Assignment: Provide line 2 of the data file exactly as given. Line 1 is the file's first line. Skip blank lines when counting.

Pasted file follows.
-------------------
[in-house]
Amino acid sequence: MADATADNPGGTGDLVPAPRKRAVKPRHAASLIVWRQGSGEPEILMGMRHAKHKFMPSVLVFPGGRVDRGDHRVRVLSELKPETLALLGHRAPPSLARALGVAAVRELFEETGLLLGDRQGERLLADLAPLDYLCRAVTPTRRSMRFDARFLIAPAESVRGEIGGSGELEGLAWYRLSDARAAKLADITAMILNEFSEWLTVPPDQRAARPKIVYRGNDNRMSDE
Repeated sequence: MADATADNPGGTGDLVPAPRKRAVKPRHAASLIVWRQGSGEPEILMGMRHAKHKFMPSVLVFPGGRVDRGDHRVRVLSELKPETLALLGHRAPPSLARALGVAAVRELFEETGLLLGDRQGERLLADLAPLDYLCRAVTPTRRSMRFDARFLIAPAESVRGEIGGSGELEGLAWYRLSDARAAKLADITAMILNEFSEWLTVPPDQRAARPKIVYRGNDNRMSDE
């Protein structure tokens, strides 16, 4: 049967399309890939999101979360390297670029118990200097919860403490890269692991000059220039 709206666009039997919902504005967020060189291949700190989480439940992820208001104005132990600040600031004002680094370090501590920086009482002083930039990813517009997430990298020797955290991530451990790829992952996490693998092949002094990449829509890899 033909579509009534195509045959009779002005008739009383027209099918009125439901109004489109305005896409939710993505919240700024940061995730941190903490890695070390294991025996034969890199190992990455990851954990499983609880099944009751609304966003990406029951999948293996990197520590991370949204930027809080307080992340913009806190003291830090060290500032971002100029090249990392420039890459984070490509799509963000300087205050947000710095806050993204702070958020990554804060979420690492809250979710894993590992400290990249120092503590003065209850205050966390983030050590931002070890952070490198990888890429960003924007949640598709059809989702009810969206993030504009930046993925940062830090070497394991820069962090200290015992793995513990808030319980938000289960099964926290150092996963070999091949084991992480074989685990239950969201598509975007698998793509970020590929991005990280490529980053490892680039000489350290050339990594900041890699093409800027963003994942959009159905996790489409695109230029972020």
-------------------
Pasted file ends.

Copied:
Amino acid sequence: MADATADNPGGTGDLVPAPRKRAVKPRHAASLIVWRQGSGEPEILMGMRHAKHKFMPSVLVFPGGRVDRGDHRVRVLSELKPETLALLGHRAPPSLARALGVAAVRELFEETGLLLGDRQGERLLADLAPLDYLCRAVTPTRRSMRFDARFLIAPAESVRGEIGGSGELEGLAWYRLSDARAAKLADITAMILNEFSEWLTVPPDQRAARPKIVYRGNDNRMSDE